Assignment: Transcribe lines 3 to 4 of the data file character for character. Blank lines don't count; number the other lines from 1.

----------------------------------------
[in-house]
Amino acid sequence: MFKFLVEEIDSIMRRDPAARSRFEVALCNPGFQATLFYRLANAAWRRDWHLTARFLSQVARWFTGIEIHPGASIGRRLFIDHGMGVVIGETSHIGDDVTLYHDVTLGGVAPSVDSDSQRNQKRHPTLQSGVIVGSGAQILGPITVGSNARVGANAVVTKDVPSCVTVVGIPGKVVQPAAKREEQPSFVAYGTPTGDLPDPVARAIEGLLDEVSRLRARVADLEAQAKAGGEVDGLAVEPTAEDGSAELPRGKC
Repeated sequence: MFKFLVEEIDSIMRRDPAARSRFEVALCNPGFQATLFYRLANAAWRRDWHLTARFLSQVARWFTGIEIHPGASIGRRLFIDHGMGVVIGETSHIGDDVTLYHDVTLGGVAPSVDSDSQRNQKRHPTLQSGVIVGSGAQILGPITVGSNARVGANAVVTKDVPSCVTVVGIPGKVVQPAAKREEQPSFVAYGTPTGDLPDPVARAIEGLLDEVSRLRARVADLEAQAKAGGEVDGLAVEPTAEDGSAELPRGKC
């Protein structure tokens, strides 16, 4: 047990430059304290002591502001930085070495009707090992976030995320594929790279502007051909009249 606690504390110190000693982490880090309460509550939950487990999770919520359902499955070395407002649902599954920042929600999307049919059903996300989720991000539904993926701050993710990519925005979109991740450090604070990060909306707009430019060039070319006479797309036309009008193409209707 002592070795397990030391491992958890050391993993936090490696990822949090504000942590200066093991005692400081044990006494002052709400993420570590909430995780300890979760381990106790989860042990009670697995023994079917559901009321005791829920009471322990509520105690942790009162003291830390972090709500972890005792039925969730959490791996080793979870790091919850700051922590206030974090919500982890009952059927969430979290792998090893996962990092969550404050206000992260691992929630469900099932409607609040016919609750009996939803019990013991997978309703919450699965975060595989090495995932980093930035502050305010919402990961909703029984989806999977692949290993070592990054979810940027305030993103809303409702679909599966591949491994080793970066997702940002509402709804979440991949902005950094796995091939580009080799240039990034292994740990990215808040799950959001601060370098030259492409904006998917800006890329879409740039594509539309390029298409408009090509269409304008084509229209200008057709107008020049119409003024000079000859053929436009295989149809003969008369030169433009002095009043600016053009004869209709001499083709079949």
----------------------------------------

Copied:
Repeated sequence: MFKFLVEEIDSIMRRDPAARSRFEVALCNPGFQATLFYRLANAAWRRDWHLTARFLSQVARWFTGIEIHPGASIGRRLFIDHGMGVVIGETSHIGDDVTLYHDVTLGGVAPSVDSDSQRNQKRHPTLQSGVIVGSGAQILGPITVGSNARVGANAVVTKDVPSCVTVVGIPGKVVQPAAKREEQPSFVAYGTPTGDLPDPVARAIEGLLDEVSRLRARVADLEAQAKAGGEVDGLAVEPTAEDGSAELPRGKC
């Protein structure tokens, strides 16, 4: 047990430059304290002591502001930085070495009707090992976030995320594929790279502007051909009249 606690504390110190000693982490880090309460509550939950487990999770919520359902499955070395407002649902599954920042929600999307049919059903996300989720991000539904993926701050993710990519925005979109991740450090604070990060909306707009430019060039070319006479797309036309009008193409209707 002592070795397990030391491992958890050391993993936090490696990822949090504000942590200066093991005692400081044990006494002052709400993420570590909430995780300890979760381990106790989860042990009670697995023994079917559901009321005791829920009471322990509520105690942790009162003291830390972090709500972890005792039925969730959490791996080793979870790091919850700051922590206030974090919500982890009952059927969430979290792998090893996962990092969550404050206000992260691992929630469900099932409607609040016919609750009996939803019990013991997978309703919450699965975060595989090495995932980093930035502050305010919402990961909703029984989806999977692949290993070592990054979810940027305030993103809303409702679909599966591949491994080793970066997702940002509402709804979440991949902005950094796995091939580009080799240039990034292994740990990215808040799950959001601060370098030259492409904006998917800006890329879409740039594509539309390029298409408009090509269409304008084509229209200008057709107008020049119409003024000079000859053929436009295989149809003969008369030169433009002095009043600016053009004869209709001499083709079949």